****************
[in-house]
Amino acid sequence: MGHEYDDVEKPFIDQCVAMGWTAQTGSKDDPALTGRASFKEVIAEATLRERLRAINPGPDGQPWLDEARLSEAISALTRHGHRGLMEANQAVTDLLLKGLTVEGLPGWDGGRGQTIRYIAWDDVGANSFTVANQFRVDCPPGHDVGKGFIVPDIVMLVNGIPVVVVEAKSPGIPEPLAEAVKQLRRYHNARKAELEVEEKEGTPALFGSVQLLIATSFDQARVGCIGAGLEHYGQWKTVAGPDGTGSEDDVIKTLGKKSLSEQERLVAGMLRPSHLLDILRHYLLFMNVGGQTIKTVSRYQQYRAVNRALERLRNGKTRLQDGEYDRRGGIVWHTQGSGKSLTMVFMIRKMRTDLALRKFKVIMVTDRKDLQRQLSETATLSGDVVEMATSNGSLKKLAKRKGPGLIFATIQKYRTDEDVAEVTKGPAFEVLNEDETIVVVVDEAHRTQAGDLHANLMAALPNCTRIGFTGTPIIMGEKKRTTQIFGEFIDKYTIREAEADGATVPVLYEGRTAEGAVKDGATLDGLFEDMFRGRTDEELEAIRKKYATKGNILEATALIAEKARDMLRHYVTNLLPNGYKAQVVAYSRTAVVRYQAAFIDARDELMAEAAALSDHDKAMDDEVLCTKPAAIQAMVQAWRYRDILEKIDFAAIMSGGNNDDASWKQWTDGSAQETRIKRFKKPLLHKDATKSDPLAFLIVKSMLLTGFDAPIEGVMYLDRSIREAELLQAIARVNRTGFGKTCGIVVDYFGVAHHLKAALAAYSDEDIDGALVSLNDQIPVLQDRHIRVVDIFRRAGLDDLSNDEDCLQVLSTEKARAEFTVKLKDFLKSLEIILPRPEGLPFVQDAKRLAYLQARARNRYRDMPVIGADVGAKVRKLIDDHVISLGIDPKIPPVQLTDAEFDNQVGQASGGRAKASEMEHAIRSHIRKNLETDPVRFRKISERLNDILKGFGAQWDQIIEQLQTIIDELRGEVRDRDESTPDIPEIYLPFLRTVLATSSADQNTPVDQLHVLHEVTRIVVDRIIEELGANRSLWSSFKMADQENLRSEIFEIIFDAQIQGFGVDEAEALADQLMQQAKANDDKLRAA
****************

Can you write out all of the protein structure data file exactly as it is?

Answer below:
[in-house]
Amino acid sequence: MGHEYDDVEKPFIDQCVAMGWTAQTGSKDDPALTGRASFKEVIAEATLRERLRAINPGPDGQPWLDEARLSEAISALTRHGHRGLMEANQAVTDLLLKGLTVEGLPGWDGGRGQTIRYIAWDDVGANSFTVANQFRVDCPPGHDVGKGFIVPDIVMLVNGIPVVVVEAKSPGIPEPLAEAVKQLRRYHNARKAELEVEEKEGTPALFGSVQLLIATSFDQARVGCIGAGLEHYGQWKTVAGPDGTGSEDDVIKTLGKKSLSEQERLVAGMLRPSHLLDILRHYLLFMNVGGQTIKTVSRYQQYRAVNRALERLRNGKTRLQDGEYDRRGGIVWHTQGSGKSLTMVFMIRKMRTDLALRKFKVIMVTDRKDLQRQLSETATLSGDVVEMATSNGSLKKLAKRKGPGLIFATIQKYRTDEDVAEVTKGPAFEVLNEDETIVVVVDEAHRTQAGDLHANLMAALPNCTRIGFTGTPIIMGEKKRTTQIFGEFIDKYTIREAEADGATVPVLYEGRTAEGAVKDGATLDGLFEDMFRGRTDEELEAIRKKYATKGNILEATALIAEKARDMLRHYVTNLLPNGYKAQVVAYSRTAVVRYQAAFIDARDELMAEAAALSDHDKAMDDEVLCTKPAAIQAMVQAWRYRDILEKIDFAAIMSGGNNDDASWKQWTDGSAQETRIKRFKKPLLHKDATKSDPLAFLIVKSMLLTGFDAPIEGVMYLDRSIREAELLQAIARVNRTGFGKTCGIVVDYFGVAHHLKAALAAYSDEDIDGALVSLNDQIPVLQDRHIRVVDIFRRAGLDDLSNDEDCLQVLSTEKARAEFTVKLKDFLKSLEIILPRPEGLPFVQDAKRLAYLQARARNRYRDMPVIGADVGAKVRKLIDDHVISLGIDPKIPPVQLTDAEFDNQVGQASGGRAKASEMEHAIRSHIRKNLETDPVRFRKISERLNDILKGFGAQWDQIIEQLQTIIDELRGEVRDRDESTPDIPEIYLPFLRTVLATSSADQNTPVDQLHVLHEVTRIVVDRIIEELGANRSLWSSFKMADQENLRSEIFEIIFDAQIQGFGVDEAEALADQLMQQAKANDDKLRAA